Outside of the story missions where you’re essentially only killing gangsters and other obviously morally reprehensible folk, you never really have to kill anyone. Especially not in the HD games. The very few times you DO, it’s more a case of kill-or-be-killed. Which, considering the protagonists of R* games are by no means morally upstanding citizens either, it seems obvious in-universe why they’d decide “if it’s between you or me, it might as well be you”, as Dutch puts it.

 

Niko for example is an illegal immigrant with basically no connections. He’s only in Liberty because he specifically wants to hunt down the man/men responsible for killing his friends. The only skills he has are the ones he picked up in the army, so he has essentially no choice but to be a hired gun if he wants to make enough to live and be able to get his foot in the door for hunting down the people he’s after. 

 

John in Redemption 1 only canonically kills his former gangmates and their new gang members. Otherwise he’s a law-abiding citizen. He’s also working under the jurisdiction of the federal government, and thus what he’s doing is technically legal.

Arthur is explicitly stated to be a criminal who’s robbing for survival. 

 

The only outlier is GTA 5, and that’s mostly because they were trying to ape the tone of San Andreas and Vice City. 

 

Hotline Miami is an assassination game, not necessarily an open-world action-adventure crime simulator.

The reason the Yakuza games are like that is because they’re Japanese and are focused on a distinctly Japanese setting. Outside of the cartoony joke stuff, it’s a fairly accurate representation of how the Yakuza operates in reality: underground business dealings to skirt regulations and tax law, and quiet murders in dark rooms hidden in some back alley. The concept of big shootouts and car chases are very much an American media thing, and are completely alien in Japan. You couldn’t have a GTA game set in Japan if you wanted it to be even remotely accurate to what modern day Japan is like. Modern GTA is a satirical take on American media and lifestyles. Dialling back on the violence would just neuter the franchise. Hell, it’s even implied in the name: Grand Theft Auto. It’s about fast cars and shooty pew-pews. You go in expecting anything else and you’re gonna have a bad time.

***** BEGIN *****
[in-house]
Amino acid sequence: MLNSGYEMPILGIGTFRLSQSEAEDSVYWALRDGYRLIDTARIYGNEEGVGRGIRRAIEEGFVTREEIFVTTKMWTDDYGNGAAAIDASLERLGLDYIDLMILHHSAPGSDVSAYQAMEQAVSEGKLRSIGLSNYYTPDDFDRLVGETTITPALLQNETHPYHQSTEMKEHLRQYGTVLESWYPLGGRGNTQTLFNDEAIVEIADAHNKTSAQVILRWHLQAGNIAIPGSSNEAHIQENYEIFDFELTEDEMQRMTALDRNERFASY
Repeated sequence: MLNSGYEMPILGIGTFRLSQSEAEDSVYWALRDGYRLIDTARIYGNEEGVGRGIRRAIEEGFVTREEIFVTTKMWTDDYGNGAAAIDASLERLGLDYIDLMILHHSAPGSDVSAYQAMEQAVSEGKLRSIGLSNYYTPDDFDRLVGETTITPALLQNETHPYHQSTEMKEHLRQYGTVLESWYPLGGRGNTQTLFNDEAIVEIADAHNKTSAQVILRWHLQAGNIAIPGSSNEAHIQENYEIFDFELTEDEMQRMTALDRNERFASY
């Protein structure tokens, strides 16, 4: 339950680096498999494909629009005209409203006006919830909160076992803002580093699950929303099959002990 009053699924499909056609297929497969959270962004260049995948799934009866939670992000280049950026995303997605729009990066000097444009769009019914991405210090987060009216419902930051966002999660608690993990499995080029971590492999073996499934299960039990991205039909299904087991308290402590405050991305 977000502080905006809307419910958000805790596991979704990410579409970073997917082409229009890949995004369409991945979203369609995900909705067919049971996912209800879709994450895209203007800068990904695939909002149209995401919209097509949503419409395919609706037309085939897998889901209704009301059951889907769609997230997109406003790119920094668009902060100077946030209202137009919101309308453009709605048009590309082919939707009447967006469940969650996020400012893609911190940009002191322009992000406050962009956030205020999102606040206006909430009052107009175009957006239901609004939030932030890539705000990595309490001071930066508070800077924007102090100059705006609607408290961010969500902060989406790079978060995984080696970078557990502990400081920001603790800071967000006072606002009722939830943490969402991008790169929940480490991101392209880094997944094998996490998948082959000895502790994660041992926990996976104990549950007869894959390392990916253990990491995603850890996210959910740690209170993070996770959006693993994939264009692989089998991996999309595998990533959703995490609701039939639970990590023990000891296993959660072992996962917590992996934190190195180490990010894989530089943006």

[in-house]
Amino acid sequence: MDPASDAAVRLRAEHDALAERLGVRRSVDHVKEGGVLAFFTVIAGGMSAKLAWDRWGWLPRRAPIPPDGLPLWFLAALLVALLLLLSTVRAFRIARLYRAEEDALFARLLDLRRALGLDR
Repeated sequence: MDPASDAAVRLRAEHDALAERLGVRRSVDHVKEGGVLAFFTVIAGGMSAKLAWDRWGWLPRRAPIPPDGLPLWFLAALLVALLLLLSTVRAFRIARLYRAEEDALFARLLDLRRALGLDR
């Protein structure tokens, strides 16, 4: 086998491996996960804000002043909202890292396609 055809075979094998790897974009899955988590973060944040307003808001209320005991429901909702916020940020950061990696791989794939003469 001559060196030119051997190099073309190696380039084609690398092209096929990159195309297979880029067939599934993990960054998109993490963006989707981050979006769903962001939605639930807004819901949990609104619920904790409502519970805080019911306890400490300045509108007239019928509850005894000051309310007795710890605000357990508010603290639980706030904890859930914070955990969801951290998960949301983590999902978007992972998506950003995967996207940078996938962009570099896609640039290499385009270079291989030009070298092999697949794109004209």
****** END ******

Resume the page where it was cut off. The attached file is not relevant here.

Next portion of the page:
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Copcaller

I like the option to occasionally spare lives love the idea of is this gonna reward me or bite me in the ass later on. 

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Ryo256
On 5/14/2020 at 5:35 PM, iiCriminnaaL 49 said:

I have no problem with sparing some lives. It's Mikhail that has that issue.

Can't keep his finger off the controller. Wasn't always like this though. GTA games got to him.

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Americana

I hope it does get to me...

 


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Algonquin Assassin
11 hours ago, Copcaller said:

I like the option to occasionally spare lives love the idea of is this gonna reward me or bite me in the ass later on. 

I think this could be greatly expanded on though.